We heard you loud and clear Friday when you visited our devastated city and the Gulf Coast and said, "What is not working, we’re going to make it right."
Please forgive us if we wait to see proof of your promise before believing you. But we have good reason for our skepticism.
Bienville built New Orleans where he built it for one main reason: It’s accessible. The city between the Mississippi River and Lake Pontchartrain was easy to reach in 1718.
How much easier it is to access in 2005 now that there are interstates and bridges, airports and helipads, cruise ships, barges, buses and diesel-powered trucks.
Despite the city’s multiple points of entry, our nation’s bureaucrats spent days after last week’s hurricane wringing their hands, lamenting the fact that they could neither rescue the city’s stranded victims nor bring them food, water and medical supplies.
Meanwhile there were journalists, including some who work for The Times-Picayune, going in and out of the city via the Crescent City Connection. On Thursday morning, that crew saw a caravan of 13 Wal-Mart tractor trailers headed into town to bring food, water and supplies to a dying city.
Television reporters were doing live reports from downtown New Orleans streets. Harry Connick Jr. brought in some aid Thursday, and his efforts were the focus of a "Today" show story Friday morning.Yet, the people trained to protect our nation, the people whose job it is to quickly bring in aid were absent. Those who should have been deploying troops were singing a sad song about how our city was impossible to reach.
We’re angry, Mr. President, and we’ll be angry long after our beloved city and surrounding parishes have been pumped dry. Our people deserved rescuing. Many who could have been were not. That’s to the government’s shame.
Mayor Ray Nagin did the right thing Sunday when he allowed those with no other alternative to seek shelter from the storm inside the Louisiana Superdome. We still don’t know what the death toll is, but one thing is certain: Had the Superdome not been opened, the city’s death toll would have been higher. The toll may even have been exponentially higher.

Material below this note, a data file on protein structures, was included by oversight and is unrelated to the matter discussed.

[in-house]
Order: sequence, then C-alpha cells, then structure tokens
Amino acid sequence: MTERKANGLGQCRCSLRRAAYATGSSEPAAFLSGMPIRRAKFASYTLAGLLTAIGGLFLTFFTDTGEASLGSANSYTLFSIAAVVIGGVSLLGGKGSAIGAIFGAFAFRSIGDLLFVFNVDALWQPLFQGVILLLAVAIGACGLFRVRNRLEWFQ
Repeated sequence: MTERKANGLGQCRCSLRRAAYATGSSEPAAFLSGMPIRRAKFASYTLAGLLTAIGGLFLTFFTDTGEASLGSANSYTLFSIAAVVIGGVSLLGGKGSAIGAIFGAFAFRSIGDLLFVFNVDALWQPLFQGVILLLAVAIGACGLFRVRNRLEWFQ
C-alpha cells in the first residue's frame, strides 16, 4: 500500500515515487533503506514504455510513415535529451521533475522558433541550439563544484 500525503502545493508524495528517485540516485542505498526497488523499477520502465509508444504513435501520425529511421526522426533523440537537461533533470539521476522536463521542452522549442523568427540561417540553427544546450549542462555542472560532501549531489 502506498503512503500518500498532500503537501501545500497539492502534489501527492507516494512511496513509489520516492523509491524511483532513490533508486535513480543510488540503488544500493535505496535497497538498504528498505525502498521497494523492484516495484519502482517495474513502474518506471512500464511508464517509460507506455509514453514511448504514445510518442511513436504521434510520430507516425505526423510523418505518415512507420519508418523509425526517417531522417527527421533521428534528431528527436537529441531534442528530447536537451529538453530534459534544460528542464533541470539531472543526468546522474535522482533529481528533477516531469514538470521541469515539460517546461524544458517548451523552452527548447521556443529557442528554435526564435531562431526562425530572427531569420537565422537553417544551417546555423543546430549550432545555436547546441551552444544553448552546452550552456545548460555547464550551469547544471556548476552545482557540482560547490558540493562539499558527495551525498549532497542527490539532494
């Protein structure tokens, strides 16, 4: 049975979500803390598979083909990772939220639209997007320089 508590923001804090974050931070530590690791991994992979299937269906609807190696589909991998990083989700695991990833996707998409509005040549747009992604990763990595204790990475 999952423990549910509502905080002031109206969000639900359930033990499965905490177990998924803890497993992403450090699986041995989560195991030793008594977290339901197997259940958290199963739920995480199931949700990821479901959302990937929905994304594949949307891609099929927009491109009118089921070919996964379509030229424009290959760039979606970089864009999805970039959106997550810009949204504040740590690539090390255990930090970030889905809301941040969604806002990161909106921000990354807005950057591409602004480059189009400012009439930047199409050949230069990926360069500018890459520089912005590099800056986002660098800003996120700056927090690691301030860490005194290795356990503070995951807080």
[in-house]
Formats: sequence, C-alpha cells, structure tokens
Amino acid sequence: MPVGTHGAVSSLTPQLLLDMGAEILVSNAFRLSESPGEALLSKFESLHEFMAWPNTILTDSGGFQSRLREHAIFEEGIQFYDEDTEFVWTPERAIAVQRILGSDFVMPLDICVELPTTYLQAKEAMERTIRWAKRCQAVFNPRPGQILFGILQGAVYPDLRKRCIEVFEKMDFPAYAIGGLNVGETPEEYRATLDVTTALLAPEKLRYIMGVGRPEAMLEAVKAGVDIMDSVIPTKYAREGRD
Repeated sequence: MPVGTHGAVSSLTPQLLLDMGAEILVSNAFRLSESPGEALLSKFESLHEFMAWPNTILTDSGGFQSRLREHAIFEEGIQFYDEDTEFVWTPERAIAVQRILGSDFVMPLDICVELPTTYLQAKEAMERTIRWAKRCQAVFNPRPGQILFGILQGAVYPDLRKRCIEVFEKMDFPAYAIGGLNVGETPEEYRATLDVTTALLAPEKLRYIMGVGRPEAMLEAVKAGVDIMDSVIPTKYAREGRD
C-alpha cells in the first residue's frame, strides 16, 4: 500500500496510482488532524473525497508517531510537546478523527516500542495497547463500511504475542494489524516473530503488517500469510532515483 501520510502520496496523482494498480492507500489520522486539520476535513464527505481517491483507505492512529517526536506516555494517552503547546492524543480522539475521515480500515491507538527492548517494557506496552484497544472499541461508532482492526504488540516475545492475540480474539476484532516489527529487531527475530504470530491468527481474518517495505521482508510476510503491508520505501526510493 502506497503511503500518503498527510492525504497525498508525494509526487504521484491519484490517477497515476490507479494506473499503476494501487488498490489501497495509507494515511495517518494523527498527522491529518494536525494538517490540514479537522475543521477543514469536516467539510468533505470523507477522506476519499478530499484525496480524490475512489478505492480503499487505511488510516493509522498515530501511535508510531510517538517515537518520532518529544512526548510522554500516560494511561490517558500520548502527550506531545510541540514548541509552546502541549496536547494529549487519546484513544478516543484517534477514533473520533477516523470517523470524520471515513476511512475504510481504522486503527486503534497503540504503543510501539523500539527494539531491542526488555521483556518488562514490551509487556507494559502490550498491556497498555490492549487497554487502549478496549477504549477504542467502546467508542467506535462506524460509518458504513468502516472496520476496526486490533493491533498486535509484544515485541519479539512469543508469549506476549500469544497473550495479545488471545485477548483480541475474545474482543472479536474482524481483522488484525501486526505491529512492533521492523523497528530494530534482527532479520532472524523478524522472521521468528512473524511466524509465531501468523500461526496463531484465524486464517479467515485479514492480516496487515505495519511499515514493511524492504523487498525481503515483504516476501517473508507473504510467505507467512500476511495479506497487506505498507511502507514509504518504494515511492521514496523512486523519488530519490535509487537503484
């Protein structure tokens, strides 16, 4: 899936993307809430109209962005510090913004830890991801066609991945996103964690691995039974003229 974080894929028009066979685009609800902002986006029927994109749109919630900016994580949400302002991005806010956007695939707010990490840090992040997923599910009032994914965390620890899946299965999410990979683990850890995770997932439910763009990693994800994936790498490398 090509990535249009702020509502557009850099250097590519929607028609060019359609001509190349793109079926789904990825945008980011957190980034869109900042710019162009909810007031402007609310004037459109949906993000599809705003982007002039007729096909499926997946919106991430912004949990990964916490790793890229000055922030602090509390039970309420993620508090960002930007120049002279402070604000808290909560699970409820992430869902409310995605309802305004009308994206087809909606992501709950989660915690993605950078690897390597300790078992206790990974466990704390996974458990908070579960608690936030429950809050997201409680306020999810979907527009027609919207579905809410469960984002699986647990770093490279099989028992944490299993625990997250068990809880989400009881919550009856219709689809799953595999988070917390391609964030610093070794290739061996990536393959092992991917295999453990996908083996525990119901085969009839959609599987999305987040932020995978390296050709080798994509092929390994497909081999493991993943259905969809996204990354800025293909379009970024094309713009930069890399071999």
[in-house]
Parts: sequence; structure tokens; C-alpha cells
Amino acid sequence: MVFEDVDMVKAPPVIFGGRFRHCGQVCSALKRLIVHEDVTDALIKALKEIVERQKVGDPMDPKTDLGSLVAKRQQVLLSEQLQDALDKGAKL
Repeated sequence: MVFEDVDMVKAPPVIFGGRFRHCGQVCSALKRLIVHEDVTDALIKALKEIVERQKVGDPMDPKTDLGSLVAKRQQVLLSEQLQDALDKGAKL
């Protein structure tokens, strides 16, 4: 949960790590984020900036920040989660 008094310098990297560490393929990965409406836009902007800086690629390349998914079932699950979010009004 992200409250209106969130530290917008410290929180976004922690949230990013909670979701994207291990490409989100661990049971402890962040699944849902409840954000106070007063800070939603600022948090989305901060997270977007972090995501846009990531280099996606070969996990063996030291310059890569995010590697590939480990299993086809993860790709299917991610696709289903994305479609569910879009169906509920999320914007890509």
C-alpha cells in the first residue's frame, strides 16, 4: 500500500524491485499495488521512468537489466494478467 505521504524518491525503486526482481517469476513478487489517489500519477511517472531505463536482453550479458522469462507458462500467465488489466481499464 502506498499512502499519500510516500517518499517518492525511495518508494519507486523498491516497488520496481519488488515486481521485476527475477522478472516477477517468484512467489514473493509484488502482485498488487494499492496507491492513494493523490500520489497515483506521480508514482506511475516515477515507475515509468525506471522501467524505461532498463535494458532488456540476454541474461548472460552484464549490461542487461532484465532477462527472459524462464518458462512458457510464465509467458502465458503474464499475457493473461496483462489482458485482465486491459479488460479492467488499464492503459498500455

It was clear to us by late morning Monday that many people inside the Superdome would not be returning home. It should have been clear to our government, Mr. President. So why weren’t they evacuated out of the city immediately? We learned seven years ago, when Hurricane Georges threatened, that the Dome isn’t suitable as a long-term shelter. So what did state and national officials think would happen to tens of thousands of people trapped inside with no air conditioning, overflowing toilets and dwindling amounts of food, water and other essentials?
State Rep. Karen Carter was right Friday when she said the city didn’t have but two urgent needs: "Buses! And gas!" Every official at the Federal Emergency Management Agency should be fired, Director Michael Brown especially.
In a nationally televised interview Thursday night, he said his agency hadn’t known until that day that thousands of storm victims were stranded at the Ernest N. Morial Convention Center. He gave another nationally televised interview the next morning and said, "We’ve provided food to the people at the Convention Center so that they’ve gotten at least one, if not two meals, every single day.
"Lies don’t get more bald-faced than that, Mr. President.Yet, when you met with Mr. Brown Friday morning, you told him, "You’re doing a heck of a job.
There were thousands of people at the Convention Center because the riverfront is high ground. The fact that so many people had reached there on foot is proof that rescue vehicles could have gotten there, too.
We, who are from New Orleans, are no less American than those who live on the Great Plains or along the Atlantic Seaboard. We’re no less important than those from the Pacific Northwest or Appalachia. Our people deserved to be rescued.
No expense should have been spared. No excuses should have been voiced. Especially not one as preposterous as the claim that New Orleans couldn’t be reached.
Mr. President, we sincerely hope you fulfill your promise to make our beloved communities work right once again.
When you do, we will be the first to applaud.